This project will focus on identifying genetic, regulatory activity, and gene expression changes that significantly contribute to IBD at molecular and clinical levels.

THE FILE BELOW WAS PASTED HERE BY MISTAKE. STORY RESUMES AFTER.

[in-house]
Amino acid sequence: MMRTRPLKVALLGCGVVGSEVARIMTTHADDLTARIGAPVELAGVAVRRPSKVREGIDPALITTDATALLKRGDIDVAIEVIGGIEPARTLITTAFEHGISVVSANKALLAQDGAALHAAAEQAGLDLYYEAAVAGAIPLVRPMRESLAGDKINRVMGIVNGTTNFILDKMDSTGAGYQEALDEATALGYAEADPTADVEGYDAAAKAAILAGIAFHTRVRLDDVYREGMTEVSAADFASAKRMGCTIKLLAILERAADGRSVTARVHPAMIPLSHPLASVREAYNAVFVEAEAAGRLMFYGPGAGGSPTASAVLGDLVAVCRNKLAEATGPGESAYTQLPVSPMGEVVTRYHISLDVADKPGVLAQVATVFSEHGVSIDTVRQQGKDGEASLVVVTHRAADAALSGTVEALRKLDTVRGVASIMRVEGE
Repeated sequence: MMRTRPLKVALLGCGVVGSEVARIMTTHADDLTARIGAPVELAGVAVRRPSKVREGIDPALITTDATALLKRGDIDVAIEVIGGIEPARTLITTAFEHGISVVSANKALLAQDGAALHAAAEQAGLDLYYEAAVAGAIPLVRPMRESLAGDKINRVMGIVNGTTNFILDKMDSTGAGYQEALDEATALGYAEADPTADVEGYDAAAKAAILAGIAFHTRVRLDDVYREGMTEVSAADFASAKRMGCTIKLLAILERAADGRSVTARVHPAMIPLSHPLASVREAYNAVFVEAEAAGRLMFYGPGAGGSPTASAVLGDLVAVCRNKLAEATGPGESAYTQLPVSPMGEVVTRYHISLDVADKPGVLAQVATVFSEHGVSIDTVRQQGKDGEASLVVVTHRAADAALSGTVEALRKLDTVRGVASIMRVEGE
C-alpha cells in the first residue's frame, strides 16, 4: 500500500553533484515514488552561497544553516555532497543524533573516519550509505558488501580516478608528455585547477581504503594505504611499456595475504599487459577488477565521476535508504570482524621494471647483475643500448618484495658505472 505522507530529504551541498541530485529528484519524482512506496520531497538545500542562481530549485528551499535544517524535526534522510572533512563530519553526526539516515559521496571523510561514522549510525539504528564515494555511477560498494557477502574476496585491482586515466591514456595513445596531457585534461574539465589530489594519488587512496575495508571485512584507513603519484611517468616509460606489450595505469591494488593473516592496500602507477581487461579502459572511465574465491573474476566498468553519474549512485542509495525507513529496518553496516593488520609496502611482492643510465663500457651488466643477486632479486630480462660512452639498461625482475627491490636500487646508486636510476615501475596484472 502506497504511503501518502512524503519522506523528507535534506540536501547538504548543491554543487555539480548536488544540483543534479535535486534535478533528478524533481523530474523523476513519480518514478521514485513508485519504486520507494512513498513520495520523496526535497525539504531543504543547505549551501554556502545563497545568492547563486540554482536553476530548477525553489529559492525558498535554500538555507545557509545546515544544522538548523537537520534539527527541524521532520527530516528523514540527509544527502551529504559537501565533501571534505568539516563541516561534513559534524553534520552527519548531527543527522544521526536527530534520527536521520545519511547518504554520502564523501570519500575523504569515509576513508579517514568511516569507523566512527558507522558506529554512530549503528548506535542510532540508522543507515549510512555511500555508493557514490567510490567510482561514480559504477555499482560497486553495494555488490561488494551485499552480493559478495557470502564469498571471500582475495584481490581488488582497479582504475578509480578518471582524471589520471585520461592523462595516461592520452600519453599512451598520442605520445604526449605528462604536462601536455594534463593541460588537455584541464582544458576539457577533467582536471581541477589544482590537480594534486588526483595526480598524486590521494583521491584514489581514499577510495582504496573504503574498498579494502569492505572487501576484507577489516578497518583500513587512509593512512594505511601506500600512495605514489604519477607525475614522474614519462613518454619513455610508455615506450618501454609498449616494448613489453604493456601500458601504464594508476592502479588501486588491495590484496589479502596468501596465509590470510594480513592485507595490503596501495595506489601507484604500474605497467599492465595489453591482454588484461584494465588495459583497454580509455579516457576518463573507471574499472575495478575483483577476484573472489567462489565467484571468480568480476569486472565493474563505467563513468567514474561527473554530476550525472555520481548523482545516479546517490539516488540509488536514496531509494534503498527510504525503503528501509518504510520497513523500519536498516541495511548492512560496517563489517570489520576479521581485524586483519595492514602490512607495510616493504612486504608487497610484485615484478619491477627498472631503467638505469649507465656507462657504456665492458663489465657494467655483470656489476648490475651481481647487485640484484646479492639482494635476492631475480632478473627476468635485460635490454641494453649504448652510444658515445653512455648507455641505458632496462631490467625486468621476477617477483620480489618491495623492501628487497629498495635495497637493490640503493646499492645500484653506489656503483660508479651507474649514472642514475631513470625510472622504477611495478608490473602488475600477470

Terry Furey, PhD, Associate Professor of Genetics and Biology and Shehzad Sheikh, MD, PhD, Assistant Professor of Medicine and Genetics and Member of the Multidisciplinary Center for IBD Research and Treatment, have been awarded an R01 grant from NIDDK for their project titled “Integrative Genetic and Genomic Analyses in the Inflammatory Bowel Diseases”. The inflammatory bowel diseases (IBD), composed of Crohn’s disease (CD) and ulcerative colitis (UC), result from an inappropriately directed inflammatory response to the enteric microbiota in a genetically susceptible host. Genome wide association studies (GWAS) have linked 163 specific single nucleotide polymorphisms (SNPs) to IBD disease pathogenesis. Within these associated loci, there are over 5000 additional SNPs that are in linkage disequilibrium (LD) with the identified SNPs, and it is not known which of these contribute to IBD. Most of these SNPs map to non-coding regions of the genome, suggesting that many variants contribute to IBD by modifying gene regulatory element activity. The role of environmental factors such as the enteric microbiota in the initiation and perpetuation of inflammation in IBD is incontrovertible. Specifically, loss of lamina propria (LP) macrophage tolerance to the enteric microbiota is a central event in the initiation and progression of chronic intestinal inflammation. They hypothesize that DNA variation that impacts gene regulatory element activity significantly contributes to the differential host response to microbial stimuli between normal and IBD individuals. The primary goal of this proposal is to identify genetic, regulatory activity, and gene expression changes that significantly contribute to IBD at molecular and clinical levels. Genomic regions of nucleosome-depleted, open chromatin have been linked to all types of regulatory elements, and genome-wide assays to detect these are now available. The studies will determine open chromatin status, transcription levels, and genotypes for a panel of comprehensively phenotyped CD and UC patient tissue samples obtained from the non-inflamed section of the ascending colon. Similar data will be generated for non-IBD controls for comparison. Using these data, they will determine regulatory elements with genetically driven differential activity across a host of clinical and molecular IBD phenotypes. The long-term goals of this project are: 1) To fill the gap between our ability to detect genetic, chromatin, and gene expression variation linked to IBD and our ability to explain how that variation ultimately contributes to IBD; and 2) To provide a unique data resource for IBD investigators to access for their own studies.